Complete product lines emerged with a multitude Clients and Servers to provide robust connectivity between disparate systems, and different domains delivering on the promise of being able to implement "best of breed" products from different vendors with seamless interoperability. Products such as: Redundancy Brokers, Buffers, Tunnellers, Data Management Tools, Calculation Engines, Excel Tools and other interfaces were developed to provide Tags and OPC Products with even more abilities. A product such as a redundancy broker would provide a level of redundancy transparent to the OPC Client such that in the event of a communications failure where an OPC Server became unavailable, the redundancy broker would seemless switch to the secondary communication so that the values of the Tag can continue to be read by the client without interruption.
OPC Classic became the defacto standard for anyone looking to monitor and/or control their device and transferring it to their SCADA and/or higher plant level with Commercial off-the-shelf products.
Why an OPC Xi? – The move to .NET
Technology has never been known to stand still. As Microsoft migrated away from COM/DCOM communications in favor of WCF, so did the desire by vendors and end-users to do the same. OPC Xi was developed to help the aging OPC Classic move from the COM/DCOM platform and move towards WCF and.NET framework. End-users were looking for a connectivity solution that overcomes DCOM without the need for adding OPC products to their existing architecture. The Tag in Xi combines all of the abilities that each OPC Classic specification defined for a Tag.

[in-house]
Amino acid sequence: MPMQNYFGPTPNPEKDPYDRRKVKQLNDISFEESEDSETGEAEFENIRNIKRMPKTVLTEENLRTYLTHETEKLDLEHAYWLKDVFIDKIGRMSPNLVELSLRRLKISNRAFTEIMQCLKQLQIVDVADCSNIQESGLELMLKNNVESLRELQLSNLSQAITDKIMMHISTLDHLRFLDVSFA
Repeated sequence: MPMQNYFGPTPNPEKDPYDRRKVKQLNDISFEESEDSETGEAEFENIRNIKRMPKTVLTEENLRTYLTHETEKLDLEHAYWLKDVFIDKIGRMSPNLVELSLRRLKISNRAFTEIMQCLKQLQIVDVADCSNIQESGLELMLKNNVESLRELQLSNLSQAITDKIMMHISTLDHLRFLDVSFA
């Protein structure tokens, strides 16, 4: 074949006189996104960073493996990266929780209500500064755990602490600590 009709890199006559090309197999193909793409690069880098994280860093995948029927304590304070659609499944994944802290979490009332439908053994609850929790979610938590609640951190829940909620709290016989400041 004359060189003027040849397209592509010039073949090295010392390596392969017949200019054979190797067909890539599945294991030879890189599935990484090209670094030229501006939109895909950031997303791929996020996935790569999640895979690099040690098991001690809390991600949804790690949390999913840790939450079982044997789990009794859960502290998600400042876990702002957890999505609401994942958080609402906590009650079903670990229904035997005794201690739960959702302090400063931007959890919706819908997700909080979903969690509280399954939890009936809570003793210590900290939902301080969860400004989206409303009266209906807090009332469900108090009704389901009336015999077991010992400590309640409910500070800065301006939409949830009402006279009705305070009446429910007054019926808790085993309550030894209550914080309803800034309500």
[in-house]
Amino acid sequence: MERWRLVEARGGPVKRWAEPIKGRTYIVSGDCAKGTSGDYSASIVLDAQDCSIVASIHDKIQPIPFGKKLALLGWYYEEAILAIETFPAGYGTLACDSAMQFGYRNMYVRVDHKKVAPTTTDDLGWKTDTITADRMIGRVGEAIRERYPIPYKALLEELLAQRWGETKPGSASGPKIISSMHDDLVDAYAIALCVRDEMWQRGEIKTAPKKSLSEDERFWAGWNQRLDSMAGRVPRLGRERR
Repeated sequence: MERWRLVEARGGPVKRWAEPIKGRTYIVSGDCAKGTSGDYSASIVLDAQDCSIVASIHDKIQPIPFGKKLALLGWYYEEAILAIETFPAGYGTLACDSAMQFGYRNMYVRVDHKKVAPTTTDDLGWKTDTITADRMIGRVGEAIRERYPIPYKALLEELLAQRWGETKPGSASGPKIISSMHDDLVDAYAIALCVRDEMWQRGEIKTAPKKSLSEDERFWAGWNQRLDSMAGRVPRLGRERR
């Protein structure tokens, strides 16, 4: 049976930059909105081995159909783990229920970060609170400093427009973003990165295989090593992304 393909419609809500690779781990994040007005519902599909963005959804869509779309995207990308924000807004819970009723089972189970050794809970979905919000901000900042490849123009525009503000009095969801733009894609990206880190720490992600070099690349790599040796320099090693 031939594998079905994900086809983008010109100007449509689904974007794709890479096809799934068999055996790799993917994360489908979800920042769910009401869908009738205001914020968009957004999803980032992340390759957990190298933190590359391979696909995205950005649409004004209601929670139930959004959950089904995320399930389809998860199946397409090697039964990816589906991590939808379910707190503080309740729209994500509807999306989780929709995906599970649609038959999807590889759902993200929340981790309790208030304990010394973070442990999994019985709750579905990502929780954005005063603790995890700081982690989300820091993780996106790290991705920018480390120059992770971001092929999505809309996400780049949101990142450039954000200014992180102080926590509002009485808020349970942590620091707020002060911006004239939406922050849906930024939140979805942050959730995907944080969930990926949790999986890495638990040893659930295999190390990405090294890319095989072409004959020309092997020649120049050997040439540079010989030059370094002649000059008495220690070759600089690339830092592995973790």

OPC Xi provides users with the built-in ability to securely navigate a firewall without additional OPC products. Tag data can be accessed by using the OPC Xi specification as DA, HDA, and A&E, and can be accessed securely through a firewall with the built in WCF security bindings.
Who is the end-user that uses OPC Xi? OPC Xi is for the end-user who wants to develop OPC architectures in a strict Microsoft only environment, and where their needs are met using the same functionality offered by OPC Classic.
Key features of OPC Xi are:
- Client server data exchange
- Support for OPC DA, OPC HDA, and OPC A&E
- Secure real-time and historical data transfer
- Firewall Navigation
- Secure web service
OPC UA – The road to platform independence
OPC Unified Architecture is the next generation of OPC technology. OPC UA basically is "Tags on Steroids." It encompasses all of the functionality of all OPC Classic Specifications (OPC DA, OPC A&E, Commands, and Complex Data) and leaves room for additional functionality to be defined later. OPC UA is designed to be platform independent allowing UA to be also used in Non-Microsoft platforms enabling OPC (Servers and Clients) to be used/embedded in places/devices that were previously impossible. OPC UA will enable the lowest-level device to communicate directly with your enterprise level ERP system. OPC UA will provides end-users with scalable, and secure communications offering extremely high performance. The abstract design of the technology enables OPC UA to be used as the underlying implementation for which other protocols/standards can be based on, such as PLCOpen, BACnet, etc.